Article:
Rutherford Atomic Model

Lord Rutherford in 1911 carried out series of experiments. He passed a beam of ∞-particles through a very thin gold metal foil. He found that most of the particles passed through it without any deflection. However some of them deflected at large angles and very few of them bounced back.

From the result of his experiment, Rutherford concluded that:

1.    The volume occupied by an atom must be largely empty as most of the particles passed through the foil un-deflected.

2.    The positive charge, in the atom is concentrated in extremely dense region which he called the nucleus. This was from the fact that particles after collision with a heavy positively charged nucleus had bounced back.

From the above observations, Rutherford proposed that the atom consists of very small, positively charged nucleus in which the most of the mass of the atom is concentrated. The rest of the volume is empty space, however this space is not completely empty and that in it electrons revolve around the nucleus.

According to the Rutherford model, an atom consisted of two parts.

1.    Nucleus.

2.    Extra nuclear part.

The proton and neutron reside in the nucleus. Since the protons are positive charged particles; therefore, the nucleus has positive charge. Further since the weight of the atom due to presence of protons and neutrons, as these particles are residing in-the nucleus, the weight of the atom is concentrated in the nucleus.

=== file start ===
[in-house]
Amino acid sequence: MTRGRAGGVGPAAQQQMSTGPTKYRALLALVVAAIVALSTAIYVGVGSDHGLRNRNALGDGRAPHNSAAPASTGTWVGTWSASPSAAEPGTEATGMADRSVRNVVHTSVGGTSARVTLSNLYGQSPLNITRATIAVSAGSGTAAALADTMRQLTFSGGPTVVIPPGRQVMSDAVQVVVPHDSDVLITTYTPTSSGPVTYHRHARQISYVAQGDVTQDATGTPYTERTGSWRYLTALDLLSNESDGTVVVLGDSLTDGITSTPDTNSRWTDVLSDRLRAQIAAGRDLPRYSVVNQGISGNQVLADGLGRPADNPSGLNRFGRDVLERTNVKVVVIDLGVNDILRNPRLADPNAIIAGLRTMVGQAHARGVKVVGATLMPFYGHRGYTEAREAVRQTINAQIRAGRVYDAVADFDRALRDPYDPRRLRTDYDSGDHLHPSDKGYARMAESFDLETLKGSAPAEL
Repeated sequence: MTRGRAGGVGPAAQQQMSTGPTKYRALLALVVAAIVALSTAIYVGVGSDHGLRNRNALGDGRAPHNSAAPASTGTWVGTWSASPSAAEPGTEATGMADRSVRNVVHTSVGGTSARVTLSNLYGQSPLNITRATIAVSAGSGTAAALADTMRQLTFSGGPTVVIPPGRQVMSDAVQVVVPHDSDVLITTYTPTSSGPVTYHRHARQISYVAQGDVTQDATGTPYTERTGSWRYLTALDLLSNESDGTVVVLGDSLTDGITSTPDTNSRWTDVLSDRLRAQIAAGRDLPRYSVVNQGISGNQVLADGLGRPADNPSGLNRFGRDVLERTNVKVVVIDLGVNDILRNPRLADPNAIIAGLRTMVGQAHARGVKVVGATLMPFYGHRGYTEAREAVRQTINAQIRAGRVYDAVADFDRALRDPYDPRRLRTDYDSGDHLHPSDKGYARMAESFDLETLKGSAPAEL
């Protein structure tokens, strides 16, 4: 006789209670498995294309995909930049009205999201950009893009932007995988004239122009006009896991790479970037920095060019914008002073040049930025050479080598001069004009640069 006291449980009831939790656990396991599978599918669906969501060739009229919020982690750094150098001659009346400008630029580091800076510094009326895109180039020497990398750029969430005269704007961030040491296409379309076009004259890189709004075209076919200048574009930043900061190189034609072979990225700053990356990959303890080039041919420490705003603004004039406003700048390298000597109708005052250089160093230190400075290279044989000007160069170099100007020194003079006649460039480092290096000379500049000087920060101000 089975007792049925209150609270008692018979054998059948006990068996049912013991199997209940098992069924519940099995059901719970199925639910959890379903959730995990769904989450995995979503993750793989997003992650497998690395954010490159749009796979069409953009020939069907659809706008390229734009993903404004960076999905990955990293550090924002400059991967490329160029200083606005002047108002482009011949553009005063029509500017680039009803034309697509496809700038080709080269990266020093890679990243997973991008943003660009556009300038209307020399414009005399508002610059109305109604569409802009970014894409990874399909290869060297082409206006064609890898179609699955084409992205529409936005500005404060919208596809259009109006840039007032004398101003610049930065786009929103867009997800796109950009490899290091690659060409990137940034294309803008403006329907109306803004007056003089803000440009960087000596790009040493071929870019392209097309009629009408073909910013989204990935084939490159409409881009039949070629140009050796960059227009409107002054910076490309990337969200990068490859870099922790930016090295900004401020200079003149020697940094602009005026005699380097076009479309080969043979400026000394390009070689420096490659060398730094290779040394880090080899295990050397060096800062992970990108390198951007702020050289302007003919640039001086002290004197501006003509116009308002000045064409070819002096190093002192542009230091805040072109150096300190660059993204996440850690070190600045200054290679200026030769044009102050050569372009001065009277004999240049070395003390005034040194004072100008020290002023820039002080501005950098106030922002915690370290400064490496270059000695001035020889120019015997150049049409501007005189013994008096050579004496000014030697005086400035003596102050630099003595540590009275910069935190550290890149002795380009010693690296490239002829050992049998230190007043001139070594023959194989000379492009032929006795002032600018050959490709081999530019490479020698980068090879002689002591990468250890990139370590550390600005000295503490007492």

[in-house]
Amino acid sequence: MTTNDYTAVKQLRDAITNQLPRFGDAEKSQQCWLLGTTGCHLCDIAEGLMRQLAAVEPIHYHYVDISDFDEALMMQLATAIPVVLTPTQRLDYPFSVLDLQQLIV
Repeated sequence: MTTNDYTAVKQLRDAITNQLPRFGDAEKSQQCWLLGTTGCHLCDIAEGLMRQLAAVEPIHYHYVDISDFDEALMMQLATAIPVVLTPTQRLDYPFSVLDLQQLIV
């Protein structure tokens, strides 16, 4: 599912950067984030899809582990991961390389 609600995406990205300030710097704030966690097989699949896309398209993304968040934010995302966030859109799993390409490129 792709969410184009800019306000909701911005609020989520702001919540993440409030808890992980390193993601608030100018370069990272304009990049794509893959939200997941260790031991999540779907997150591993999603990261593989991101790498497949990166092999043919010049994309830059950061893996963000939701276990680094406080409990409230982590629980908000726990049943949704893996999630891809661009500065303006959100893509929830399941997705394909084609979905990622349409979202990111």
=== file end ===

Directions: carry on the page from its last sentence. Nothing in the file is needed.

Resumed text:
The electrons are revolving around the nucleus in the extra nuclear part in various orbits which are also called as shells, or energy levels.

3.3.1 Weaknesses or Defects in Rutherford's Atomic Model:

1.    According to the classical physics, since electron is revolving around the nucleus constantly it should lose energy and it ultimately falls into the nucleus.

2.    If the revolving electron emits energy continuously, then there would be a continuous spectrum, but in contrast to it, we get line spectrum from the atoms of element.

3.3.2 Neil Bohr's Atomic Model:

After Planks and Einstein's .discoveries, Niel Bohr, a Danish Physicist in 1913 offered a theoretical explanation of line spectra. -The important assumptions for the atomic structure are given below:

1.    Neil Bohr adopted Planks idea, that energies are quantized. He proposed that the electrons in atoms move only in certain allowed energy levels, (energy states), so an electron in an allowed energy state will not radiate energy continuously and therefore will not fall in the nucleus.

2.    That the atom radiates energy as a light only when the electron jumps from higher energy level (E2) to lower energy level (E1). The quantity of energy radiated is in discrete quantity, called quanta. A quantum of energy is directly proportional to the frequency of the radiation.

i.e.      ∆E = E2-E1=hv

Where h = Planks constant

          V = is the frequency of the radiation.


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